United States District Court, D. Minnesota
Gregory G. Brooker, Acting United States Attorney, and Karen
B. Schommer, Assistant United States Attorney, for plaintiff.
Ateia al Hussainawee, pro se defendant.
MEMORANDUM OPINION AND ORDER DENYING MOTION FOR
REDUCTION OF SENTENCE
R. TUNHEIM CHIEF JUDGE
Ateia Al Hussainawee has filed this pro se 28 U.S.C. §
2255 action, moving for a reduction in his sentence on the
grounds that certain Bureau of Prison (“BOP”)
policies amount to unlawful discrimination on the basis of
national origin. (Mot. for Reduction of Sentence, Oct. 16,
2017, Docket No. 1176.) Specifically, he alleges that BOP's
policy that deportable aliens are ineligible for the
Residential Drug Abuse Program, the Second Chance Act,
preferential placement, and certain pre-release programs
constitutes discrimination. (Id. at 1-2.) Al
Hussainawee cites 18 U.S.C. § 3553, which sets forth the
factors that a court must consider in imposing a sentence,
and the United States Sentencing Guidelines, which state that
national origin is not a relevant factor for sentencing. U.S.
Sentencing Guidelines Manual (“Guidelines”)
§ 5H1.10 (U.S. Sentencing Comm'n 2016). The Court
will deny Al Hussainawee's motion because it is untimely
and because it focuses on BOP policy rather than on his
2016, the Court sentenced Al Hussainawee to a 36-month term
of imprisonment for Conspiracy, to be served consecutively to
a 36-month term of imprisonment for Possession of
Methamphetamine. (Judgment, June 23, 2016, Docket No. 820;
Judgment, June 24, 2016, Criminal No. 15-3, Docket No. 38.)
In sentencing Al Hussainawee, the Court fully considered all
of the relevant statutory sentencing factors under 18 U.S.C.
§ 3553. (See Statement of Reasons at 3, June
23, 2016, Docket No. 821.) Specifically, the Court considered
a variety of aggravating factors related to the crimes at
issue and mitigating factors relating to Al Hussainawee's
personal history and granted a significant downward
departure. (Id. at 3-4.) The Court concluded that
the sentence was sufficient, but not more than necessary, to
punish him for his criminal conduct. (Id. at 4.) Al
Hussainawee did not appeal; as such, his convictions became
final on July 7 and July 8, 2016. See Fed. R. App.
P. 4(b)(1)(A)(i); Clay v. United States, 537 U.S.
522, 527 (2003).
federal prisoner may challenge the constitutionality of their
sentence by filing a 28 U.S.C. § 2255 motion for
post-conviction relief. To be timely, however, the motion
must be filed within one year of the date on which the
judgment of conviction becomes final. See 28 U.S.C.
§ 2255(f)(1)-(4) (excepting cases with
government-created impediments, newly-recognized rights, or
newly-discovered facts). Al Hussainawee's two convictions
became final on July 7 and 8, 2016, and he does not allege
any impediments, newly-recognized rights, or newly-discovered
facts. As such, he had until July 8, 2017, to file a §
2255 petition. Because Al Hussainawee's motion was not
filed until October 16, 2017, it is time-barred and must be
it were timely, Al Hussainawee's motion fails to state a
claim with regard to the constitutionality of his sentence.
Al Hussainawee alleges that the Court did not factor into his
sentence any additional restraint on his liberty that may be
imposed because he is a deportable alien. The Court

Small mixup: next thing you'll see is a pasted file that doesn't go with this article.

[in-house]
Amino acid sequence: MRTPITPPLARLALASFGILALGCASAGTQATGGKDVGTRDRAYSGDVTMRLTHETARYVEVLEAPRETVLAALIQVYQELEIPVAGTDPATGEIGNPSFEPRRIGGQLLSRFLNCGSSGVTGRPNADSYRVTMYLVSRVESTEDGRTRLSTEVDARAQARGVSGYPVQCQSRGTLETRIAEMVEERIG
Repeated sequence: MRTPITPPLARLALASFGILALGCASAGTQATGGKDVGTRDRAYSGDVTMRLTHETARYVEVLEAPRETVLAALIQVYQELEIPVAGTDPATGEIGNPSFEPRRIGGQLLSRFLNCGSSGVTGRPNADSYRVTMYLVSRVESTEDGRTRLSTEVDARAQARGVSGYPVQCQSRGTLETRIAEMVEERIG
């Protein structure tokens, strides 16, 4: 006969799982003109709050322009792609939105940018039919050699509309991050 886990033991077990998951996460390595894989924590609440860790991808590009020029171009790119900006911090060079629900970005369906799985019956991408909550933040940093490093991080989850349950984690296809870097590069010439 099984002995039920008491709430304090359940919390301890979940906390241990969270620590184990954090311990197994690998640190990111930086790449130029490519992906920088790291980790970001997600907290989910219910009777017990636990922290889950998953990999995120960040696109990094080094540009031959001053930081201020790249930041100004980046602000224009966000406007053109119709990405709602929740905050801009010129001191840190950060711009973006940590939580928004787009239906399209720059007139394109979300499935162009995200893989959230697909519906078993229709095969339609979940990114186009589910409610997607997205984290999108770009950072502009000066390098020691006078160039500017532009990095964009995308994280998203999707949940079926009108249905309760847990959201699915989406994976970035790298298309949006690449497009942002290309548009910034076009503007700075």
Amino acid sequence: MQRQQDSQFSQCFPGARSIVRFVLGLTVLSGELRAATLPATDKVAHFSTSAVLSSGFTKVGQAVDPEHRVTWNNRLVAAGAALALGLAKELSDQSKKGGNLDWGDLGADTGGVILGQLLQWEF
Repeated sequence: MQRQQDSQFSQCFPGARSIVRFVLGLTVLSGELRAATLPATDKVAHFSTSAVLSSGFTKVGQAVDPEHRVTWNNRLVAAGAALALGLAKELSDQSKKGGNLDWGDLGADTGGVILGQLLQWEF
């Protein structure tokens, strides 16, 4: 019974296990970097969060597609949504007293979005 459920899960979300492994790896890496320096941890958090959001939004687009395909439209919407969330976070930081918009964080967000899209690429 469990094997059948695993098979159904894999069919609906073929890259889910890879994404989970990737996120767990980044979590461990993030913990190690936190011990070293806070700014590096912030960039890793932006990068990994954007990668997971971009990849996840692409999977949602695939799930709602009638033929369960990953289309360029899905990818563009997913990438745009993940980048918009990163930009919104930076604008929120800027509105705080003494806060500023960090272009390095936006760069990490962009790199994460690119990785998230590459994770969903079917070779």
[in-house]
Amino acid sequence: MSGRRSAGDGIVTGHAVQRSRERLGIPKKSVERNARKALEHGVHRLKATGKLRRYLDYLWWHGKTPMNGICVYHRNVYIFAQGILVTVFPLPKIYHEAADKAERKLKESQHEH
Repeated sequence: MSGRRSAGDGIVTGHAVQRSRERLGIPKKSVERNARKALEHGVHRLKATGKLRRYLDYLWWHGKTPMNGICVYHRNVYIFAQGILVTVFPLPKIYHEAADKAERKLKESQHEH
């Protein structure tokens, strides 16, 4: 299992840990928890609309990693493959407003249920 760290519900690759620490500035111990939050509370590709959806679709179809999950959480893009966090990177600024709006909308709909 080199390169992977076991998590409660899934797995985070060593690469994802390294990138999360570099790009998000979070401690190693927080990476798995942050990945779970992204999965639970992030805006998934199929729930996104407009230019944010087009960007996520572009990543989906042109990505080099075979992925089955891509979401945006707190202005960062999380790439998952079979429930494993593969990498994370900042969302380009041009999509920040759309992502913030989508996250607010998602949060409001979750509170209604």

understands him to mean that he should have enjoyed a
downward departure due to alienage - even though the Court
already granted him a significant downward departure for
other reasons. Although a court may not consider race and
national origin in sentencing, it may - but is not required
to - consider alienage as a basis for a downward departure.
United States v. Lopez-Salas, 266 F.3d 842, 847
(8th Cir. 2001); cf. Guidelines §
5H1.10. However, a court only has the authority to
grant a downward departure on that basis if there are
“additional facts concerning the defendant's
individual circumstances to make the particular case atypical
or unusual.” United States v. Rodriguez, 29 F.
App'x 406, 407 (8th Cir. 2002) (quoting
Lopez-Salas, 266 F.3d at 848). Because Al
Hussainawee alleged no such circumstances, the Court lacked
authority to grant a downward departure on such grounds.
real thrust of Al Hussainawee's challenge to his
sentence, however, is the constitutionality of the BOP's
policies barring deportable aliens from certain programs and
placement opportunities. Al Hussainawee argues that this
denial of access amounts to a de facto sentence increase
because participation could possibly lead to early release.
That argument must fail. See Hernandez v. Lindeman,
No. 00-1165, 2002 WL 31163074, at *3 (D. Minn. Sept. 24,
2002). It would be permissible for the Court to liberally
construe Al Hussainawee's motion as a 28 U.S.C. §
2241 petition raising a due process or equal protection
challenge. See Castro v. United States, 540 U.S.
375, 381 (2003). Based solely on the limited facts alleged in
the motion, however, the Court is skeptical that such a
challenge could succeed. Recharacterizing the motion would
therefore fail to advance the goals underlying liberal
construction of pro se filings. See Id. at 381-83.
As such, the Court will decline to do so, and will deny Al
Hussainawee's Motion for Reduction of Sentence because it
is an untimely § 2255 motion and it fails to state a
claim as to the constitutionality of his sentence.
on the foregoing, and all the files, records, and proceedings
herein, IT IS HEREBY ORDERED that
Defendant's Motion for Reduction of Sentence [Docket No.
1176] is DENIED.
JUDGMENT BE ...